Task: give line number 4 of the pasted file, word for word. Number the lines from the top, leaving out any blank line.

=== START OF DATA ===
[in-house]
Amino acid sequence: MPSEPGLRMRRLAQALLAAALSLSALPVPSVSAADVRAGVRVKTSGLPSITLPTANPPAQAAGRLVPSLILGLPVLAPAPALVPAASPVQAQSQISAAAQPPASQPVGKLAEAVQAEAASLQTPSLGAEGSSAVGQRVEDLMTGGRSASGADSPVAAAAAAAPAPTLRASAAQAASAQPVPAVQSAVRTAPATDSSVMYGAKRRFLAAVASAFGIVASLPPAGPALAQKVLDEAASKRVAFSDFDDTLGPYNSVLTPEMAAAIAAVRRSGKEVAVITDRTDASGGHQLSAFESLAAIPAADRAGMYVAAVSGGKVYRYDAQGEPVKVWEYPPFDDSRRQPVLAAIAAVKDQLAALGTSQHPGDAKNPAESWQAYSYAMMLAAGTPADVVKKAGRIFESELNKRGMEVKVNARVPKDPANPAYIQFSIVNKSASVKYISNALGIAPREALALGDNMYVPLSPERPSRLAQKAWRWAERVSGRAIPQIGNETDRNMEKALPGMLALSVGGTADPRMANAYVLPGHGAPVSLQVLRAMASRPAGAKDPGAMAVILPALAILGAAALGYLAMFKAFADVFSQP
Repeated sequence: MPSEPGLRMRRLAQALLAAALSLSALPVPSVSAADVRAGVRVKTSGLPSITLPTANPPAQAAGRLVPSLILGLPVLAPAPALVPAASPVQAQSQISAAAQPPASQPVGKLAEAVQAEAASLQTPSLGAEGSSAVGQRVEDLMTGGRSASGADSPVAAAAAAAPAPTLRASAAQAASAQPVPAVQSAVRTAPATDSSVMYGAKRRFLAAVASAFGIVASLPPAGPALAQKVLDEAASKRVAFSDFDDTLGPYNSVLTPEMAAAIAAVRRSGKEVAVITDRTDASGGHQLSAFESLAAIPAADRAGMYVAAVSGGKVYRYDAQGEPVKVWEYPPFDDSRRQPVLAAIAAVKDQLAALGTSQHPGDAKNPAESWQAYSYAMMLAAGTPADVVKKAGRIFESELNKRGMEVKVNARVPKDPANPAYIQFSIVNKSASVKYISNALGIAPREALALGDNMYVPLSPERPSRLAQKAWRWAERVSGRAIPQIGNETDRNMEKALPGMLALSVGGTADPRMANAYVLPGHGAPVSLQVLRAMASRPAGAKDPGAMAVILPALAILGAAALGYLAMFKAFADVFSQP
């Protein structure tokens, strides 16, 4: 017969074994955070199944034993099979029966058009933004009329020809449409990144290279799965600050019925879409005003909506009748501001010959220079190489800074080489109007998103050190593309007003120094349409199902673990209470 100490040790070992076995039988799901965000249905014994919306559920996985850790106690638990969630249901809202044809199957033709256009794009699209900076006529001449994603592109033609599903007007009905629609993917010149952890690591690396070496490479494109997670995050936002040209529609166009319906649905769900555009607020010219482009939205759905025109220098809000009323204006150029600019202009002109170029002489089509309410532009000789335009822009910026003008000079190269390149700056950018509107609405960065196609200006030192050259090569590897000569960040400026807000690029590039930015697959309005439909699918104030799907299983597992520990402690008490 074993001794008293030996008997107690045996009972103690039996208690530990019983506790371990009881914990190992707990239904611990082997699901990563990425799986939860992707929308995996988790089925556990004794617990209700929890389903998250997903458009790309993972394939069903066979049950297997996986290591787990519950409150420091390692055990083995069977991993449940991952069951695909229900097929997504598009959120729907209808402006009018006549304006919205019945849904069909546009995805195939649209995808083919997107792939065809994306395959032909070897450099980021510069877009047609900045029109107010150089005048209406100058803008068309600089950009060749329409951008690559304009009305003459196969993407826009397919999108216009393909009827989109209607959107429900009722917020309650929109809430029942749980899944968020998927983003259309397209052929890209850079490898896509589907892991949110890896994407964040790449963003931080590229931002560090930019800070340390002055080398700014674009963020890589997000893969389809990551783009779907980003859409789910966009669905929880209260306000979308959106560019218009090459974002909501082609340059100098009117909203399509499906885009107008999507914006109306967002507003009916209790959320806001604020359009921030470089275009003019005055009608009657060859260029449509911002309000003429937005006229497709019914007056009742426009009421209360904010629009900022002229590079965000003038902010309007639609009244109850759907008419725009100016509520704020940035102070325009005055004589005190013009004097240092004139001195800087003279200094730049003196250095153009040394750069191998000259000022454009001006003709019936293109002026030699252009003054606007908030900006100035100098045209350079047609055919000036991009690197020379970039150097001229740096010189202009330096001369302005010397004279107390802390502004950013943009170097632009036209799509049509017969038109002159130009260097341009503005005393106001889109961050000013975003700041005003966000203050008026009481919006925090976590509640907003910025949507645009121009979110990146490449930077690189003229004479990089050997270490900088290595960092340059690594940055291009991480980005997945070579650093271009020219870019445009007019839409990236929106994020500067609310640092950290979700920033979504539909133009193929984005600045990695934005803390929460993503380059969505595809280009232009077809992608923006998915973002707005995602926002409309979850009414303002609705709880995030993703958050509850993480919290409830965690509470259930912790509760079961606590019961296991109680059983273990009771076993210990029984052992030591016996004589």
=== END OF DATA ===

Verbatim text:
């Protein structure tokens, strides 16, 4: 017969074994955070199944034993099979029966058009933004009329020809449409990144290279799965600050019925879409005003909506009748501001010959220079190489800074080489109007998103050190593309007003120094349409199902673990209470 100490040790070992076995039988799901965000249905014994919306559920996985850790106690638990969630249901809202044809199957033709256009794009699209900076006529001449994603592109033609599903007007009905629609993917010149952890690591690396070496490479494109997670995050936002040209529609166009319906649905769900555009607020010219482009939205759905025109220098809000009323204006150029600019202009002109170029002489089509309410532009000789335009822009910026003008000079190269390149700056950018509107609405960065196609200006030192050259090569590897000569960040400026807000690029590039930015697959309005439909699918104030799907299983597992520990402690008490 074993001794008293030996008997107690045996009972103690039996208690530990019983506790371990009881914990190992707990239904611990082997699901990563990425799986939860992707929308995996988790089925556990004794617990209700929890389903998250997903458009790309993972394939069903066979049950297997996986290591787990519950409150420091390692055990083995069977991993449940991952069951695909229900097929997504598009959120729907209808402006009018006549304006919205019945849904069909546009995805195939649209995808083919997107792939065809994306395959032909070897450099980021510069877009047609900045029109107010150089005048209406100058803008068309600089950009060749329409951008690559304009009305003459196969993407826009397919999108216009393909009827989109209607959107429900009722917020309650929109809430029942749980899944968020998927983003259309397209052929890209850079490898896509589907892991949110890896994407964040790449963003931080590229931002560090930019800070340390002055080398700014674009963020890589997000893969389809990551783009779907980003859409789910966009669905929880209260306000979308959106560019218009090459974002909501082609340059100098009117909203399509499906885009107008999507914006109306967002507003009916209790959320806001604020359009921030470089275009003019005055009608009657060859260029449509911002309000003429937005006229497709019914007056009742426009009421209360904010629009900022002229590079965000003038902010309007639609009244109850759907008419725009100016509520704020940035102070325009005055004589005190013009004097240092004139001195800087003279200094730049003196250095153009040394750069191998000259000022454009001006003709019936293109002026030699252009003054606007908030900006100035100098045209350079047609055919000036991009690197020379970039150097001229740096010189202009330096001369302005010397004279107390802390502004950013943009170097632009036209799509049509017969038109002159130009260097341009503005005393106001889109961050000013975003700041005003966000203050008026009481919006925090976590509640907003910025949507645009121009979110990146490449930077690189003229004479990089050997270490900088290595960092340059690594940055291009991480980005997945070579650093271009020219870019445009007019839409990236929106994020500067609310640092950290979700920033979504539909133009193929984005600045990695934005803390929460993503380059969505595809280009232009077809992608923006998915973002707005995602926002409309979850009414303002609705709880995030993703958050509850993480919290409830965690509470259930912790509760079961606590019961296991109680059983273990009771076993210990029984052992030591016996004589």